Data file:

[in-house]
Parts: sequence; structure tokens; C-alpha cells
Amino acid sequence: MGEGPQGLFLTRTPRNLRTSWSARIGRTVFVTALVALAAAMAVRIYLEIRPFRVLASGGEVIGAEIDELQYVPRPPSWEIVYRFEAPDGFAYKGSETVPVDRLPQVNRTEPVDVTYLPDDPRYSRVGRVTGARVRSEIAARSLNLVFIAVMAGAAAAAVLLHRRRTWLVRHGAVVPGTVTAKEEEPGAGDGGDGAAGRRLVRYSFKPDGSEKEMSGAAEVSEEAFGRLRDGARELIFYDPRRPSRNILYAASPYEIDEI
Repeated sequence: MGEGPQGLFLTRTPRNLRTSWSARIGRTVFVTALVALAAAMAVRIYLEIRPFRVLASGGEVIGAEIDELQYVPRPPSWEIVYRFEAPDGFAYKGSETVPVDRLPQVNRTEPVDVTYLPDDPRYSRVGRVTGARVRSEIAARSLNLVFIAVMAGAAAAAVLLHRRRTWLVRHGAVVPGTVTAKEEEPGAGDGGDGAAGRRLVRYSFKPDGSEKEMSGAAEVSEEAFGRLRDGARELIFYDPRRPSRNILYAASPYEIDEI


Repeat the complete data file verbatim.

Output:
[in-house]
Parts: sequence; structure tokens; C-alpha cells
Amino acid sequence: MGEGPQGLFLTRTPRNLRTSWSARIGRTVFVTALVALAAAMAVRIYLEIRPFRVLASGGEVIGAEIDELQYVPRPPSWEIVYRFEAPDGFAYKGSETVPVDRLPQVNRTEPVDVTYLPDDPRYSRVGRVTGARVRSEIAARSLNLVFIAVMAGAAAAAVLLHRRRTWLVRHGAVVPGTVTAKEEEPGAGDGGDGAAGRRLVRYSFKPDGSEKEMSGAAEVSEEAFGRLRDGARELIFYDPRRPSRNILYAASPYEIDEI
Repeated sequence: MGEGPQGLFLTRTPRNLRTSWSARIGRTVFVTALVALAAAMAVRIYLEIRPFRVLASGGEVIGAEIDELQYVPRPPSWEIVYRFEAPDGFAYKGSETVPVDRLPQVNRTEPVDVTYLPDDPRYSRVGRVTGARVRSEIAARSLNLVFIAVMAGAAAAAVLLHRRRTWLVRHGAVVPGTVTAKEEEPGAGDGGDGAAGRRLVRYSFKPDGSEKEMSGAAEVSEEAFGRLRDGARELIFYDPRRPSRNILYAASPYEIDEI